Heads up: this post is for White people.
“I don’t really have any Black friends.”
Someone said to me recently and when I asked, “Why not?” she said that they live in different neighborhoods. They go to different churches. She said that she rarely sees Black or Brown people in her professional circles.
“Do you want to change that?” I asked. And she said yes but she doesn’t know how.
I don’t know how either except to invite her to get out more, to notice people who might be invisible to her, to educate herself on racism and White supremacy.
We (White people) can educate ourselves about race by reading a number of good books. We can watch excellent documentaries like these. And certainly we can befriend actual human beings of all skin colors.
But I also recommend watching Lena Waithe’s amazing show The Chi on Showtime. It’s one of those special series that captures the drama, humor, love, beauty, ugliness of real life in a neighborhood on the South side of Chicago. What the writers do is amazing in terms of making us care about and even love the characters. Among the ones I care about most are Emmett, Ronnie, Brandon and Kevin. (I once tweeted Lena Waithe and asked her not to kill Kevin – ever – and the fact that she didn’t reply is worrysome. Not that she and I are friends or anything, but please . . . not Kevin.)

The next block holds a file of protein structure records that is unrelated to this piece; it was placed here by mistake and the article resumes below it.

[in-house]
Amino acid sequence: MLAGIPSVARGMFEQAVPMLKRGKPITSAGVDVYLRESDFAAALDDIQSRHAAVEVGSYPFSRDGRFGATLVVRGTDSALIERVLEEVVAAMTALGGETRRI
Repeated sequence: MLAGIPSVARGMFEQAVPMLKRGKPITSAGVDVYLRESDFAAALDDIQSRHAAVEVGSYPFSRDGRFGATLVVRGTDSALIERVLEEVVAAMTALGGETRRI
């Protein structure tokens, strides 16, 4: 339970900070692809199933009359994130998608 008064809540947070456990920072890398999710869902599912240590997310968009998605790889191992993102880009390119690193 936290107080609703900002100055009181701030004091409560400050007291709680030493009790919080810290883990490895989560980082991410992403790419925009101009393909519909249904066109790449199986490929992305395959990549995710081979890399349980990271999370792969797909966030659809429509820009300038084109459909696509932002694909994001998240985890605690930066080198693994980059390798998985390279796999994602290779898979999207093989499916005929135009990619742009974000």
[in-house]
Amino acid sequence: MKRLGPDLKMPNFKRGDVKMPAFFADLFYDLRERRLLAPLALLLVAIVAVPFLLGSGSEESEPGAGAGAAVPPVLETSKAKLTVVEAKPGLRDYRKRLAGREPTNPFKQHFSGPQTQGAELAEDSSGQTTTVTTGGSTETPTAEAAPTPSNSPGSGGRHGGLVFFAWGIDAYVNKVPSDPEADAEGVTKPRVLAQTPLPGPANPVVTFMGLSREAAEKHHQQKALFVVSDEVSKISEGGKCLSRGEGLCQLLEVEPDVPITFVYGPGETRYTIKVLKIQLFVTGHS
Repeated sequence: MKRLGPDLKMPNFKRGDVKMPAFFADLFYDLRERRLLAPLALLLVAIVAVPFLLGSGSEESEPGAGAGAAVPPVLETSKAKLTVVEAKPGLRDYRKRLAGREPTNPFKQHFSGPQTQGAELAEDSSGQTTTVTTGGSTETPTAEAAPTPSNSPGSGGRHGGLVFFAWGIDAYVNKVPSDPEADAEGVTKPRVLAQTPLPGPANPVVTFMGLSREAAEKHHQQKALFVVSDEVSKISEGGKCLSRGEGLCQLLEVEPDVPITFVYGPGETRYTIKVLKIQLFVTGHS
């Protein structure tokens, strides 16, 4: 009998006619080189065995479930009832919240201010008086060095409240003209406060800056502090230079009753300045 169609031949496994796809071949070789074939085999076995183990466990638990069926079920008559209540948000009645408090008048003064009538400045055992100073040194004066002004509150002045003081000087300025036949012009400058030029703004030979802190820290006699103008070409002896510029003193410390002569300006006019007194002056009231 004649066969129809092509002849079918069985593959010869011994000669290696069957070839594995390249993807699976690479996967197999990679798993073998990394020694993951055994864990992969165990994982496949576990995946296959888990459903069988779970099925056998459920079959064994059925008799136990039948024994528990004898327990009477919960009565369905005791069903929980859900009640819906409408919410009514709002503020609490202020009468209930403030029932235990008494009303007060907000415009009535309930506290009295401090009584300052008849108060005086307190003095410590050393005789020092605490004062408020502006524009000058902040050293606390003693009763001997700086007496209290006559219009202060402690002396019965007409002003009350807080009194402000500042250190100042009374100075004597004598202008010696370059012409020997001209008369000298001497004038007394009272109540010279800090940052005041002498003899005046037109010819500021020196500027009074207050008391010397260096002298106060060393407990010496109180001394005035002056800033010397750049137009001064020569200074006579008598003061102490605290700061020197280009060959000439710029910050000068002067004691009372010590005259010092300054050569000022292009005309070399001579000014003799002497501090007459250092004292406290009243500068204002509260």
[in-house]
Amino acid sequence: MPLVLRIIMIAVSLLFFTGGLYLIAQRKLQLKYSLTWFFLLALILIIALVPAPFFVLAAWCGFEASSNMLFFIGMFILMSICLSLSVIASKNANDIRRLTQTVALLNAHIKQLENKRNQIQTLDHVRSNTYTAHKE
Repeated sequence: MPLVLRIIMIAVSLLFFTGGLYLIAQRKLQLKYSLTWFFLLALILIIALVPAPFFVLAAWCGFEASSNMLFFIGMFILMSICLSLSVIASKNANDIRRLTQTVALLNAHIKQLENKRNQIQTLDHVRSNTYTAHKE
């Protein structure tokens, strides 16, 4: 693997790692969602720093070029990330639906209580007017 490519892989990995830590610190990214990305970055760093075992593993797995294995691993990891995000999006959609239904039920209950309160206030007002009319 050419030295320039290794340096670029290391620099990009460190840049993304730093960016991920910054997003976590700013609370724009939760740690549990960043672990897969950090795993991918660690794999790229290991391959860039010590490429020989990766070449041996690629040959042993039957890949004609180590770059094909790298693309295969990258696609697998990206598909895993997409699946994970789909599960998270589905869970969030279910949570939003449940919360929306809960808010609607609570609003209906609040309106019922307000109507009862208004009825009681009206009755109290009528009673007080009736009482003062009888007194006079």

My point is that authentic relationships are everything in the 21st Century Church and although television characters are obviously not real relationships, getting to know the fictional characters of The Chi might be a start. It offers a small slice of the intersectionality of race, violence and urban life. It’s excellent. It will make you care for people you don’t know yet.
Image of (from top right) the actors Ntare Guma Mbaho Mwine, Alex Hibbert, Jason Mitchell, and Jacob Latimore who respectively play the roles of Ronnie, Kevin, Brandon, and Emmett on The Chi.